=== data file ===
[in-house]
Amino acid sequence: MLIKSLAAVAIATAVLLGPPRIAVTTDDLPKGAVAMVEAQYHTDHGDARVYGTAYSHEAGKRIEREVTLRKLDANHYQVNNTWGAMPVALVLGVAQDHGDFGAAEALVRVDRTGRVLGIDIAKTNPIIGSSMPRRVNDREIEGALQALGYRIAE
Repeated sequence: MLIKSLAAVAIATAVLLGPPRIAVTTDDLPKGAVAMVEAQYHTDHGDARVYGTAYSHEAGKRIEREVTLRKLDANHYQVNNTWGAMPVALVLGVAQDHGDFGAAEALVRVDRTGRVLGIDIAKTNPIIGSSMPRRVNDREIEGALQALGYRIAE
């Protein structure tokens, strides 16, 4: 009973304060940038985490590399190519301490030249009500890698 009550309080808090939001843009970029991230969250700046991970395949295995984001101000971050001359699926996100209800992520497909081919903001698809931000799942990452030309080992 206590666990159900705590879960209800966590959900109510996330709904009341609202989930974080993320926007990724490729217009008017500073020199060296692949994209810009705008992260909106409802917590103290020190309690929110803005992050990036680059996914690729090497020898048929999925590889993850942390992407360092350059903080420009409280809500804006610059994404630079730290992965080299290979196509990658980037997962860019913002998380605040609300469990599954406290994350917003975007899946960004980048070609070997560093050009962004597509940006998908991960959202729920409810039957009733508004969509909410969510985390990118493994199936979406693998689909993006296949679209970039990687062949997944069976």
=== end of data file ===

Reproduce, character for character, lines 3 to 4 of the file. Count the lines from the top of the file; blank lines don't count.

Repeated sequence: MLIKSLAAVAIATAVLLGPPRIAVTTDDLPKGAVAMVEAQYHTDHGDARVYGTAYSHEAGKRIEREVTLRKLDANHYQVNNTWGAMPVALVLGVAQDHGDFGAAEALVRVDRTGRVLGIDIAKTNPIIGSSMPRRVNDREIEGALQALGYRIAE
């Protein structure tokens, strides 16, 4: 009973304060940038985490590399190519301490030249009500890698 009550309080808090939001843009970029991230969250700046991970395949295995984001101000971050001359699926996100209800992520497909081919903001698809931000799942990452030309080992 206590666990159900705590879960209800966590959900109510996330709904009341609202989930974080993320926007990724490729217009008017500073020199060296692949994209810009705008992260909106409802917590103290020190309690929110803005992050990036680059996914690729090497020898048929999925590889993850942390992407360092350059903080420009409280809500804006610059994404630079730290992965080299290979196509990658980037997962860019913002998380605040609300469990599954406290994350917003975007899946960004980048070609070997560093050009962004597509940006998908991960959202729920409810039957009733508004969509909410969510985390990118493994199936979406693998689909993006296949679209970039990687062949997944069976």